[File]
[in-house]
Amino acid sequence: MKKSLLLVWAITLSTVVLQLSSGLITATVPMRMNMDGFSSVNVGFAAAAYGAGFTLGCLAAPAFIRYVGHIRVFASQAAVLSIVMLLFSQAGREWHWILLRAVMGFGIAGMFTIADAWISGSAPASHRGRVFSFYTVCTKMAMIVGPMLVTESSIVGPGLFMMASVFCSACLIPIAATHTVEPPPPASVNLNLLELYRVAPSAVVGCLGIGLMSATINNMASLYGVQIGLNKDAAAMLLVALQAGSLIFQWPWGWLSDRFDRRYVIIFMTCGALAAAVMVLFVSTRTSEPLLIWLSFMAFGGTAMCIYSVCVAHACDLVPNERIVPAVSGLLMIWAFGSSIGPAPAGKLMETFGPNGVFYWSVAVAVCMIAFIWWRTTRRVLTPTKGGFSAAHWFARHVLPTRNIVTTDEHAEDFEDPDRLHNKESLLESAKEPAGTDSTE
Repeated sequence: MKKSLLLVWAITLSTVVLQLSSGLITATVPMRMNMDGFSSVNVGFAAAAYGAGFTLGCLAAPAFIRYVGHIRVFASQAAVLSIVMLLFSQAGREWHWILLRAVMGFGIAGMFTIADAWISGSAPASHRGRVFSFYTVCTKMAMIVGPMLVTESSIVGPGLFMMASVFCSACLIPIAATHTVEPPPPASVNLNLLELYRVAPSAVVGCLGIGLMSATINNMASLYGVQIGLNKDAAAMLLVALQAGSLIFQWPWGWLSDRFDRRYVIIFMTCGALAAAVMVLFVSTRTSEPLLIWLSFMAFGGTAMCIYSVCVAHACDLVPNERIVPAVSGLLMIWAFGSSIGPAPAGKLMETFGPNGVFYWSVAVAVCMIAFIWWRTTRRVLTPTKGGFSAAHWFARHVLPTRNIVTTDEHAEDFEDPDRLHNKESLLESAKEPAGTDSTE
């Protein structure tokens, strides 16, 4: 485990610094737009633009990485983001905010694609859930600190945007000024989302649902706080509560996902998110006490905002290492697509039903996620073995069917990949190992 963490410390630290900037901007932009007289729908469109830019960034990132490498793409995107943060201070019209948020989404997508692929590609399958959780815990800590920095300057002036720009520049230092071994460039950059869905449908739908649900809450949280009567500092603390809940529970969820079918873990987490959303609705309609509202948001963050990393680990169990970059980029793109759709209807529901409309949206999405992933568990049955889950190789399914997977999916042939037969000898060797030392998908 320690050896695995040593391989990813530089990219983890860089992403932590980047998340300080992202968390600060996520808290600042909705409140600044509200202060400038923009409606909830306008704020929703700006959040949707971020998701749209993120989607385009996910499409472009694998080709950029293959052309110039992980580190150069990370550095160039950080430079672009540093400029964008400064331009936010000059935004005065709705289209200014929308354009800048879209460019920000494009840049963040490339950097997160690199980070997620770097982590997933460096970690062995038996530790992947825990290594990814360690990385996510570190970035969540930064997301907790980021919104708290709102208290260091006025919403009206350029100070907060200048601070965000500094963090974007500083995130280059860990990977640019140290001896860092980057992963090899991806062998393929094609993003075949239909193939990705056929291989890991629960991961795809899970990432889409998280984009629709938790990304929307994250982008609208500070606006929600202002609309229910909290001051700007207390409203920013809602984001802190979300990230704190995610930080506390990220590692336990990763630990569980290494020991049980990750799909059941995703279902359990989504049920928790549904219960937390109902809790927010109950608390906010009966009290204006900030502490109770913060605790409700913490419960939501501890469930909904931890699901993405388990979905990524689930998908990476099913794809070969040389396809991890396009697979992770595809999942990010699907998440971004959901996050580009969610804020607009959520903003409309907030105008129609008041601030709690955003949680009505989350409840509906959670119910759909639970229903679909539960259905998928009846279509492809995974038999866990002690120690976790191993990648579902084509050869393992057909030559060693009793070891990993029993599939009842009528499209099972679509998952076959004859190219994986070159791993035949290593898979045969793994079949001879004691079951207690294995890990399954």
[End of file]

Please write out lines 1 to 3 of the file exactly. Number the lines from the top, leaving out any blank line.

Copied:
[in-house]
Amino acid sequence: MKKSLLLVWAITLSTVVLQLSSGLITATVPMRMNMDGFSSVNVGFAAAAYGAGFTLGCLAAPAFIRYVGHIRVFASQAAVLSIVMLLFSQAGREWHWILLRAVMGFGIAGMFTIADAWISGSAPASHRGRVFSFYTVCTKMAMIVGPMLVTESSIVGPGLFMMASVFCSACLIPIAATHTVEPPPPASVNLNLLELYRVAPSAVVGCLGIGLMSATINNMASLYGVQIGLNKDAAAMLLVALQAGSLIFQWPWGWLSDRFDRRYVIIFMTCGALAAAVMVLFVSTRTSEPLLIWLSFMAFGGTAMCIYSVCVAHACDLVPNERIVPAVSGLLMIWAFGSSIGPAPAGKLMETFGPNGVFYWSVAVAVCMIAFIWWRTTRRVLTPTKGGFSAAHWFARHVLPTRNIVTTDEHAEDFEDPDRLHNKESLLESAKEPAGTDSTE
Repeated sequence: MKKSLLLVWAITLSTVVLQLSSGLITATVPMRMNMDGFSSVNVGFAAAAYGAGFTLGCLAAPAFIRYVGHIRVFASQAAVLSIVMLLFSQAGREWHWILLRAVMGFGIAGMFTIADAWISGSAPASHRGRVFSFYTVCTKMAMIVGPMLVTESSIVGPGLFMMASVFCSACLIPIAATHTVEPPPPASVNLNLLELYRVAPSAVVGCLGIGLMSATINNMASLYGVQIGLNKDAAAMLLVALQAGSLIFQWPWGWLSDRFDRRYVIIFMTCGALAAAVMVLFVSTRTSEPLLIWLSFMAFGGTAMCIYSVCVAHACDLVPNERIVPAVSGLLMIWAFGSSIGPAPAGKLMETFGPNGVFYWSVAVAVCMIAFIWWRTTRRVLTPTKGGFSAAHWFARHVLPTRNIVTTDEHAEDFEDPDRLHNKESLLESAKEPAGTDSTE